Deer hunters didn't fare so well. The record snow two winters back was hard on deer, Marsh said. "Their numbers are quite low right now."
There are still black bear out, he added, and bird hunting is cresting. "This is probably the last week or two of decent waterfowl hunting," Marsh said. "If a person hit it just right (this week) you might catch one of those big bunches that go through en mass."
Most moose seasons are now closed, but special hunts continue. Last Wednesday people were lined up before the office opened to register for a drawing for a moose hunt on upper Ship Creek, Marsh said. "Some looked like they'd spent the night. I actually stepped over one sleeping bag just to get into work."
Needless to say, those permits are all gone and we wish success to all the lucky registrants -- especially those endowed with generosity.
Whether you're a hunter or the recipient of game, you may be looking for an appropriately Alaska sauce for that perfectly Alaska meat dish. Today we present a barbecue sauce by the late Peggy Goldizen, a Fairbanks baker who became something of a legend over the years. Among other things, she created the 12-foot "Statehood" cake sent to Congress to celebrate the admission of Alaska to the union.
"Peggy had the ability to taste food and tell you what ingredients were involved and the proportion of each," said Caroline Bolar, who passed the recipe below to us. The diminutive Irish redhead was insistent on sticking with brands she specified in her recipes, of which she created thousands that she shared with fellow Alaskans in newspaper columns and radio programs. She studied with master bakers in Europe and trained scores of Alaska cooks.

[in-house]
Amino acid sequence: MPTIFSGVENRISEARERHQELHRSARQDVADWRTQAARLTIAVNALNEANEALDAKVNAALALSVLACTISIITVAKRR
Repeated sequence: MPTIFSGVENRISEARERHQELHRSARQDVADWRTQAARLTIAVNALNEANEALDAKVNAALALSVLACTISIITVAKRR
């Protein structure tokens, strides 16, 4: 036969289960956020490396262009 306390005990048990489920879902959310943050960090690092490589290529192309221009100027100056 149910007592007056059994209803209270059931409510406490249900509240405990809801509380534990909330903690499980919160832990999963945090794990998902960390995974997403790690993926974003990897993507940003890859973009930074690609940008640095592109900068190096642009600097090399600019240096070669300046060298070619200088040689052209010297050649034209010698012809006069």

"She was a fun loving person who became serious when food was the topic," Bolar said.
Bolar noted that one of the benefits of this sauce is that it does not need to be refrigerated. "I can mix up an industrial sized amount and leave it in a jug under the sink and the last drop is as good as the first," she said.
Recipe: Peggy Goldizen's Bar-B-Que Sauce
î´ 2 bottles of Heinz Ketchup (11 ounces each)
î´ 1/2 small bottle of Lea & Perrins Worchestershire Sauce (21/2 ounces.)
î´ 1 teaspoon Lawry's Seasoning Salt
î´ Salt and pepper
î´ 1 small can (11/2 ounces) mild chili powder
î´ 2/3 jar Gulden's Spicy Mustard
î´ 1 whole plastic container of lemon juice (21/2 ounces)
î´ 1 jar of horseradish (5 ounces)
î´ 21/2 cups white sugar
w Combine and warm ingredients, stirring to mix thoroughly, seal in jars or similar containers.
î´ 1 institutional size Heinz Ketchup (7 pound, 2 ounces)
î´ 71/2 ounces Lea & Perrins Worchestershire Sauce
î´ 5 teaspoons Lawry's Seasoning Salt
î´ Salt and pepper
î´ 71/2 ounces) mild chili powder
î´ 4 8-ounce jars (or 32 ounces) Gulden's Spicy Mustard
î´ 121/2 ounces lemon juice
î´ 5 5-ounce jars (or 25 ounces) horseradish
î´ 171/2 cups white sugar
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Regular Market Fresh reporter Steve Edwards will return next week. He can be reached at email@example.com.
By MIKE DUNHAM